tamerajane said...

Lovely crow!!

I have a Rackham tattoo:

getting a little old and fuzzy these days, 10+ years...

Ottilias Veranda said...

Hi I just found Your blog through an One World One heart participants bloglist! I´m so glad I came here. You are a master at illustrations! And Your absolutely right about copying...I try to learn techniques by looking at others but I never claim the work to be mine! It´s just like learning music...No one expects You to make up a tune by Yourself when You are learning. There are far too many copycats out there who don´t give credits to the ones they have learnt from. My humble efforts in the artisitc area are done late at night after work and after putting my 3 children to bed...wich means not very much time. So take good care of the time You´ve got now when You can draw and paint whenever You like! I´m a fan of Genadij Spirin also!It´s quite a journey You are doing...I must read moore about it.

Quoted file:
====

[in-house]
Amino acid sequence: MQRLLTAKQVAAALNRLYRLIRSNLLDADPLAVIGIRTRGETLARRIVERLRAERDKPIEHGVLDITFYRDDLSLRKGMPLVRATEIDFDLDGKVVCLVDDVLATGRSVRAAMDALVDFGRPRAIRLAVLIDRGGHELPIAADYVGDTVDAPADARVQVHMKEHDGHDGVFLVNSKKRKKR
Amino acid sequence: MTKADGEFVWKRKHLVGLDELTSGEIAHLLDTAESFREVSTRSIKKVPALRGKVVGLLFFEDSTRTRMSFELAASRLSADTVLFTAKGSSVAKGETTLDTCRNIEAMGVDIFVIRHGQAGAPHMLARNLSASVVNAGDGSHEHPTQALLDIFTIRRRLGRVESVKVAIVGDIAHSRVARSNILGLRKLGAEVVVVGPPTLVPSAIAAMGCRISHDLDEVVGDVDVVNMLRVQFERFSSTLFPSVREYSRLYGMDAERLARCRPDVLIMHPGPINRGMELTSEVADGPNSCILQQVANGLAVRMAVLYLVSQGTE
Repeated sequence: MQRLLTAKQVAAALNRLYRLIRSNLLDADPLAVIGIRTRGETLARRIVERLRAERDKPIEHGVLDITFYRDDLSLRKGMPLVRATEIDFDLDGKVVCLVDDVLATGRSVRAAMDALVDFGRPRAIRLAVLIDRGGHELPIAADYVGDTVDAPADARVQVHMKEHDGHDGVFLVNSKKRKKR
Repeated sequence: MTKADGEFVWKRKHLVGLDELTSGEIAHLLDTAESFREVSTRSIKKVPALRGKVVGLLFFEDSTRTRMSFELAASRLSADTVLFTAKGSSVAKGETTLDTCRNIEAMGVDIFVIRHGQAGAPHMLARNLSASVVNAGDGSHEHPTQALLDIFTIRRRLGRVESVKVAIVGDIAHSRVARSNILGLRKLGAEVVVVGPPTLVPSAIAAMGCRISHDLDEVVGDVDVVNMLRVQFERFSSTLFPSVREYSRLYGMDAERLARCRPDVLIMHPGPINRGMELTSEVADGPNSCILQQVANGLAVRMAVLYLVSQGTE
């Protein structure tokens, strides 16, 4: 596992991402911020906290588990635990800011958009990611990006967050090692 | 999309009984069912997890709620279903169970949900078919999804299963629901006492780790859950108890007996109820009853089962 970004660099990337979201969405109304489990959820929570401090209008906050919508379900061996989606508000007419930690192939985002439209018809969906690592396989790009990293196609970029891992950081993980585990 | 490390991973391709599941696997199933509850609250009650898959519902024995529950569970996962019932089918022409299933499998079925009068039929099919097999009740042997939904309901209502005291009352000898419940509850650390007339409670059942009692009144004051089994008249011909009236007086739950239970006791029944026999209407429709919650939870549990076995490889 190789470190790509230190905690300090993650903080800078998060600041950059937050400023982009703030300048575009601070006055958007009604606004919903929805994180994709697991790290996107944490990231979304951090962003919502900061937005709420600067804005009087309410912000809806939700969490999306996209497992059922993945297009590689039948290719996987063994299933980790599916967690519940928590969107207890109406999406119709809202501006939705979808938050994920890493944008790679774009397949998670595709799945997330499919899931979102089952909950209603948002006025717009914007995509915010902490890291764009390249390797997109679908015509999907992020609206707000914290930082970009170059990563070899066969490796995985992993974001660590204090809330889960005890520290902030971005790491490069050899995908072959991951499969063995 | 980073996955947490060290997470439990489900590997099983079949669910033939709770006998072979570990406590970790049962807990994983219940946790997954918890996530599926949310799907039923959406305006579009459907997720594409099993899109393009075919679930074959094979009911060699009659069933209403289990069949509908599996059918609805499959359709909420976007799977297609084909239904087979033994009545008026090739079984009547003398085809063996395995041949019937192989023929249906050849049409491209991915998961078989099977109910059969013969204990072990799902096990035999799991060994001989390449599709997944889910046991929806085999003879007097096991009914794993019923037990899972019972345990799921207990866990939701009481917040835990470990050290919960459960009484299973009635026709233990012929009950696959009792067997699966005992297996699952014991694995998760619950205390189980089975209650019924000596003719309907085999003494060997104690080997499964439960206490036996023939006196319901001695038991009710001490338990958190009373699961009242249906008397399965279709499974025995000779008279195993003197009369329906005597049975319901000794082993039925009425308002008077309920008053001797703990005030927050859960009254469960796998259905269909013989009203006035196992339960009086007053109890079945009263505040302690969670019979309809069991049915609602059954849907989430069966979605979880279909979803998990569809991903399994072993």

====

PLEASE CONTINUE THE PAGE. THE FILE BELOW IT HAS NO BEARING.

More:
Thank You for sharing Your adventures! I have bookmarked you and will definitely be back later (when I have moore time!)

Liisa from Sweden

Anonymous said...

Hallo ther Rima and Tui!!
I have loved reading your delightful and descriptive blog and viewing your phantasmagorical magical and atmospheric and truly stimulating and inspirational! And wonderful pictures! We miss you in this chilly corner of high-lowland Scotland. Thank you for all the gifts you left behind you and for having touched our lives. I can see you both so clearly in the soup and the pipe. Keep well. Ollie and Biff send lovexxxxx Angex

Rima Staines said...